Paul Zarzyski(.com)Newsflashes & Fast Dashes      


© Paul Zarzyski. All rights reserved. These words may not be reprinted or reposted without the author's written permission.




Let’s finally—before our capacity for earnestness runs thin—talk animals. Wildlife?

Liz and I spent Christmas 2009 in Santa Fe. We attended, with great humility, the Animal Dance on Christmas eve at Nambe Pueblo and the Turtle Dance at San Juan Pueblo the following afternoon. I skipped mass as I have done now for the past twenty or more Christmases, but I’ve never felt closer to some kind of sanctity as I did witnessing the Nambe dancers, in full animal horn and hide, as well as plant (gourd rattle, pine bow, etc.) regalia appear up out of the top of the kiva. Elk, antelope, bighorn sheep, buffalo, and deer dancers all moving together to the haunting drumbeat, to this earth’s most organic, natural rhythms. Around and between the blazing farolitos and into the church—to bless it, Liz tells me, rather than to receive its blessing. During the Turtle Dance at San Juan, under what felt like the brightness of a July sun, the elders in their colorful wool blankets, the caciques overseeing the one-hundred-plus dancers, suddenly peered upward. We all, dancers included, followed their lead, and were graced by the sight of four eagles, three bald and one golden, circling high overhead. Big medicine, indeed. Most of the pueblo peoples being Christians, I don’t think they’d mind me suggesting that Saint Francis of Assisi sent his messengers to approve. I’ve had my photo taken with his bronze image, both in front of the cathedral in Santa Fe and in front of Rancho de Chimayo, one of our favorite restaurants and watering holes. The coda to the dance might sound oddly concocted, but after returning to Montana we watched the film Avatar. Two-and-a-half hours later we stepped out of the theater into yet one more otherworldly atmosphere, a heavy blizzard, which, lucky us, tempered what otherwise would’ve proved a rude re-entry. I drove us home into the blustery rural landscape, my face all but pressed against the windshield—jackrabbits, mule deer, and one magical, great horned owl swooping through the headlights. Thank you Saint Francis of Assisi and Richard Hugo for another opportunity to be “lost / in miles of land without people, without / one fear of being found.”




The Christmas Saguaro Soiree               (with Betsy Hagar)

            She decorates the cactus
            The way Great Grandma did
            This past year it grew
            Another arm or two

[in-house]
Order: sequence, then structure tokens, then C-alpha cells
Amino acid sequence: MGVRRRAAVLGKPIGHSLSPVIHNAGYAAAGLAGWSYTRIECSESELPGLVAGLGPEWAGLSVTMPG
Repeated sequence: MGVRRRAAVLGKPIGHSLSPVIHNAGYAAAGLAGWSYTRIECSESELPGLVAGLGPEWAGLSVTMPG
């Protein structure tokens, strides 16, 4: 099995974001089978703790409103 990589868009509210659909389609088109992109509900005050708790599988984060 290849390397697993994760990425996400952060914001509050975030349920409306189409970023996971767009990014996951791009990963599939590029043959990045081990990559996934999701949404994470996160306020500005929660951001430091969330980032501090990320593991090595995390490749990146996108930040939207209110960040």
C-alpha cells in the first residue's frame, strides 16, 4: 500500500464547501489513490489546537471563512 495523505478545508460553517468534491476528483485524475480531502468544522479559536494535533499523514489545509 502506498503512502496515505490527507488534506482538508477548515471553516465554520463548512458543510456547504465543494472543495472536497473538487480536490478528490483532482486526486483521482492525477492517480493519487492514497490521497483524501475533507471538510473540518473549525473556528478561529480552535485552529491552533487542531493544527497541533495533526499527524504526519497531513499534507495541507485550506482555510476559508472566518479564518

She sips some warm mescal
            From a tiny Hopi bowl
            In the moonlight the saguaro
            Shines bright blue.

            It’s storming in Montana
            Where her lover rides
            That blue norther doesn’t know
            It’s Christmas Eve
            Not feeling one bit lonely
            She tinsels every spine
            Of the one and only sweetheart
            Who won’t leave.

                        The nectar of agave
                        Can spark a miracle
                        And suddenly all arms begin to sway
                        She celebrates God’s birthday
                        Peace and love on earth
                        With a waltz at the saguaro soiree.

            A joyful coyote carol
            Drifts down the old arroyo
            The red chili lights are strung out
            Just like notes
            Another sip of mescal
            And then she’ll raise the angel
            First she danced around that cactus
            Now she floats.

            The magic land of cactus
            Will soothe her broken heart
            May the icy snowdrifts
            Do the same for him
            From rimrock to adobe
            The Guadalupe sings
            “Tis the season we should wish
            Good will toward men.”

                        The nectar of agave
                        Can spark a miracle
                        And suddenly all arms begin to sway
                        She celebrates God’s birthday
                        Peace and love on earth
                        With a waltz at the saguaro soiree.

                        She’s dancing with the old ones
                        Romancing with the earth
                        In the arms of the saguaro soiree.           


[listen to the track on SoundCloud]



Watching the Sun Set over Santa Fe—
City of Holy Faith

We could praise this sky with names of fruit—
orange, apricot, plum—paint it ocher, rouge, perse,
call it the palette of Georgia O’Keeffe. We could
liken these textural hues of cumulus
to pink gingham, tamarisk, chamisa, chenille.

But tonight we pay tribute to flesh,
to vascular tissue. We marvel at
the surge of blood cells, microscopic
within sheer capillaries—the undulant
running of the bulls through narrow streets
in Pamplona. We behold the heat and tremor,
how hemoglobin sparks a bonfire of muscle,
how fibers flame to crimson pinnacles, and then
we witness the quick swoop
accelerating toward ash-
drab residue we shudder
to believe is the soul. I stare at you
in desperation, the day’s last remnant
dissolving into once-blue irises of your eyes.

If lucky, we’ll embrace a lifetime
trilogy of sunsets this vital—if blessed,
a church spire will grace one of those twilights,
and if, on the eve that steeple appears, we harbor
a tint of what’s eternal, we’ll sail
with someone we’ll love beyond youth,
sail by moonless faith until sunrise.

                                    For Elizabeth




© Paul Zarzyski, 2011-15
created 12.12.11